Gardeners who have stayed in one location over a number of years become familiar with their conditions and have maintained gardens that thrive throughout the year. For those who are new to a location, we advise becoming familiar with your seasonal changes by noting down signs of first and last frost, along with frost frequency, rainfall and wind direction. Or, why not get to know your local garden enthusiasts (easily spotted at your local allotment or found tending to their front gardens on a daily basis!) and ask for their findings to compare to the RHS rating descriptions.

A number of gardeners have the tendency to look past the initial stage of research and opt for their favourite species with no regard to ‘hardiness’. Before choosing a plant for your garden, ensure you gather all the information you need in regards to the species and your area specific conditions. This will stand you in good stead and allow you to watch your plant establish through the thick and thin of the unreliable UK weather.

Plant For A Spring Spectacle

As we turn our backs on winter it’s time to focus on spring and if like me, you’re eager to see new leaf growth, flowers and fruits, Hedges Direct have a great selection of plants with spring interest to satisfy our impatience.

For those wanting features as soon as possible, species such as Blackthorn, Flowering Currant and Forsythia boast beautiful flowers early in the season, so early that new leaves haven’t started to appear yet! Gorse also produce early spring flowers, but being evergreen, its buttery yellow flowers stand out next to the spiky green leaves that remain year round.

The UK didn’t have a white Christmas but you can bring this stunning colour to your garden in spring as Dog Wood, Hawthorn, Pyracantha, Viburnum lantana, June Berry and Wild Cherry, all produce white flowers in different shapes and sizes.

Alternatively, brightly coloured flowers appear on Hypericum, Berberis, Purple Leaf Sand Cherry, Weigela and Potentilla. To get the most of your flowering plants, there are some great tips on pruning spring flowering shrubs in this short video from Gardener’s World Magazine.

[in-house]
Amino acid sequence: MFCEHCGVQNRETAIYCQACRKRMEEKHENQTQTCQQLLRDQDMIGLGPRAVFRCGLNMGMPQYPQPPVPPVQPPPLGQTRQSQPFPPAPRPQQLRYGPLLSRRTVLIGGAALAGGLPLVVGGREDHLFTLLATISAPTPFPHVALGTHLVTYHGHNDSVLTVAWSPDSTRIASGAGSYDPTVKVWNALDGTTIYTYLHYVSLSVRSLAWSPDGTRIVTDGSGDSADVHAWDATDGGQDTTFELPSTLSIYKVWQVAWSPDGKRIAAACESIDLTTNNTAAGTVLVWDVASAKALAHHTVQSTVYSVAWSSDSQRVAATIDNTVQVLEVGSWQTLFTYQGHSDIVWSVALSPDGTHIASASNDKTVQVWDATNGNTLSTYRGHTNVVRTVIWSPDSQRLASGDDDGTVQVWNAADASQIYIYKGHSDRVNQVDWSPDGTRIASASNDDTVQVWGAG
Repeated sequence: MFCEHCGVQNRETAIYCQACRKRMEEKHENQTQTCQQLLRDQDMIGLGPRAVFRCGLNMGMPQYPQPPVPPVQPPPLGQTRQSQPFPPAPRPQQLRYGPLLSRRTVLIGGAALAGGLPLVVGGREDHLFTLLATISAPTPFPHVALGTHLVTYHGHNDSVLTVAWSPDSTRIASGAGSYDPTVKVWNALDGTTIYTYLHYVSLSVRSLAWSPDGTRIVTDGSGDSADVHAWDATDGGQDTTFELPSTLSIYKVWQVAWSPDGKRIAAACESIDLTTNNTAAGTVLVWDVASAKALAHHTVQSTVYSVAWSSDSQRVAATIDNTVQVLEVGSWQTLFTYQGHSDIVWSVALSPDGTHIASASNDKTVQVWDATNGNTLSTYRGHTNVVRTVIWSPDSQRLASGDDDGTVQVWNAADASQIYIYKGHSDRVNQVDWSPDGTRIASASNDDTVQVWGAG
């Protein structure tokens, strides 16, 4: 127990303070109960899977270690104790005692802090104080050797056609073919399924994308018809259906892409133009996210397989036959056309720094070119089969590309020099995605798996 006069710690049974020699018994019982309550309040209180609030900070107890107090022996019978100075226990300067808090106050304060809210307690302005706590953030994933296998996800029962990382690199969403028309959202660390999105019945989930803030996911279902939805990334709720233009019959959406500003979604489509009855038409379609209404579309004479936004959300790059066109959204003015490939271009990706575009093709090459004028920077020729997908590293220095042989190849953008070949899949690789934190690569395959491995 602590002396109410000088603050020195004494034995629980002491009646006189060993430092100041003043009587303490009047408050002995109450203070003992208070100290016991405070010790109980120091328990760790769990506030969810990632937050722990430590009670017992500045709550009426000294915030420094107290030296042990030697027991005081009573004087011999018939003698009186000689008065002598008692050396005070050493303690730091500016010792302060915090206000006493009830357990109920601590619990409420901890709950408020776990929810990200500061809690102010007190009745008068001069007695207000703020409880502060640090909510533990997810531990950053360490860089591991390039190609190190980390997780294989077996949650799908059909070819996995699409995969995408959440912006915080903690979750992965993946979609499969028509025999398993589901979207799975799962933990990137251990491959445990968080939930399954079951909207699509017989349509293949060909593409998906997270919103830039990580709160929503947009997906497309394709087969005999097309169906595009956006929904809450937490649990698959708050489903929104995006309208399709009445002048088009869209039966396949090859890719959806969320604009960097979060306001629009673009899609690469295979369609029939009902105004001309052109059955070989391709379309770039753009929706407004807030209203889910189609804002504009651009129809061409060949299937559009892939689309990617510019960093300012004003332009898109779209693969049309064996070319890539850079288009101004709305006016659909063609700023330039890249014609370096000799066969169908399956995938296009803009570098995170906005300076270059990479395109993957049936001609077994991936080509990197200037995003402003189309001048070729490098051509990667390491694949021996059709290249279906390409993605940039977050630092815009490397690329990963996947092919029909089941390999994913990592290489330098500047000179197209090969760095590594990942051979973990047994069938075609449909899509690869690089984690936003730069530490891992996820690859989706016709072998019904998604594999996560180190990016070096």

You can also access fantastic spring colour with the long awaited new growth of Photinia x fraseri ‘Red Robin’, which offers beautiful displays of red glossy leaves.

Christen the season with catkins! These long, hanging fruits dangle from the branches of Alder, Hazel, Hornbeam and Willow, attracting a range of British birds and other wildlife to your garden.

The species mentioned above are just a handful of spring spectacles. We’ve included a list of our entire collection of plants that offer fantastic interest in spring below:

 

Native and Non-Native Hedging Species

The Westonbirt Arboretum newsletter came in the post this morning and it’s got an interesting article on the native tree trail.  Of Westonbirt’s 2500 tree varieties, only 30 to 40 are native – that is a species that crossed into the UK from Europe, when we were still connected, after the last ice age. Increasingly planning departments are specifying native planting for new developments and although we’re massive fans of native hedging, we wonder sometimes if all planners realise that so few species are native – and hardly any evergreen species.  The two evergreens that jump to mind as being native are Yew (Taxus baccata) and Holly (Ilex aquifolium) – both fantastic but both quite slow growing and as a result of that, both quite expensive.  It’s time planning departments or government loosened up the rules a bit to allow beautiful, wildlife friendly, evergreens that are not native – Escallonia, Berberis darwinii or Berberis stenophylla, Osmanthus (I have this in my own garden and it’s wonderful), Pyracantha, some Cotoneaster varieties, Olearia, and the deliciously scented Choisya – a lovely range of evergreen flowering (and some berrying) hedging plants, not one of them native.